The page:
In response to petitioner's argument that the State's evidence did not satisfactorily exclude the possibility that the fire was the result of accidental or natural causes, we note the following facts from the record and opinion below: 1) The fire progressed from the front to the back of the house. 2) The point of origin of the fire was the front porch. 3) There were no electrical or gas outlets on the front porch. 4) Although there was an electrical wire which ran parallel to the joist where the living room and front porch joined, the fire inspector testified that the point of origin of the fire was on the front porch, not at the point where the front porch and living room joined. 5) The testimony of the fire inspector also eliminated the fireplace inside the house as a possible cause of the fire.

We agree with the State, that from this evidence the jury could reasonably conclude that the fire did not start accidentally or by natural causes. See, Speegle v. State, 51 Ala.App. 504, 286 So. 2d 914 (Ala. Crim.App.1973). Once the State has proven a prima facie case of guilt, the question of whether there is sufficient evidence to sustain a conviction is one for the jury. This Court will not substitute its judgment for that of the jury absent evidence that it is wrong and unjust. Williams v. State, 451 So. 2d 411 (Ala.Crim.App. 1984).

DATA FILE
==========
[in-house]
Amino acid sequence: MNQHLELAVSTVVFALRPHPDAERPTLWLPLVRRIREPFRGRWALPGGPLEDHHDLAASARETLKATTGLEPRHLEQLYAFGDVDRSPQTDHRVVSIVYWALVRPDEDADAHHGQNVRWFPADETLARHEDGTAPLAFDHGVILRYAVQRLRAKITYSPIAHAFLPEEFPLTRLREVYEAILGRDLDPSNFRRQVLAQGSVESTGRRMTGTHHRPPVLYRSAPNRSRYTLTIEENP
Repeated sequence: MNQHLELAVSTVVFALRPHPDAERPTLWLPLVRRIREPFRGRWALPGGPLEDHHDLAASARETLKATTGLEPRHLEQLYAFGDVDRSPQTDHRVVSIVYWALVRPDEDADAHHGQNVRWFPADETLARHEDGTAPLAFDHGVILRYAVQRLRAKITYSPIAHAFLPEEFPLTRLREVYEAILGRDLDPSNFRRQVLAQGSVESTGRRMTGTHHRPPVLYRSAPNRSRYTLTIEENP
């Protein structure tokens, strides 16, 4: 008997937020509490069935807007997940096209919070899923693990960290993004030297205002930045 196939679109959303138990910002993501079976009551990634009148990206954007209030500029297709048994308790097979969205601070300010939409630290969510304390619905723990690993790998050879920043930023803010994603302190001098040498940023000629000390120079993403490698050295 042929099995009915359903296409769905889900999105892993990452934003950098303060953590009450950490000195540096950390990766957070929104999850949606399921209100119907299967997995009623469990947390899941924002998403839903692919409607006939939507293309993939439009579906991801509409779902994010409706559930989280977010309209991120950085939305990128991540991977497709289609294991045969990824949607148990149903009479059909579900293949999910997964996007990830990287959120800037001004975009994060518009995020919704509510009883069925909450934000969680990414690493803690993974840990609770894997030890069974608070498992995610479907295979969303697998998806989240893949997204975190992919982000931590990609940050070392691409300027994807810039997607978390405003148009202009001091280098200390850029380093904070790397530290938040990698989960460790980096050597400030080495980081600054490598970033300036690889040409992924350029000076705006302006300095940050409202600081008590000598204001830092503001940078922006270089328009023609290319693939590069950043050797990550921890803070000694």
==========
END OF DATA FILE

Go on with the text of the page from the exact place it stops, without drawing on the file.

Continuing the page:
The Court of Criminal Appeals correctly held that the evidence sufficiently established the corpus delicti of arson. Therefore, the judgment of that court is due to be, and it is hereby, affirmed.

AFFIRMED.

MADDOX, ALMON, BEATTY and HOUSTON, JJ., concur.

NOTES

[1] We note that the petitioner, in his motion for judgment of acquittal at the close of the State's case, properly preserved the issue of whether the State established the corpus delicti of arson.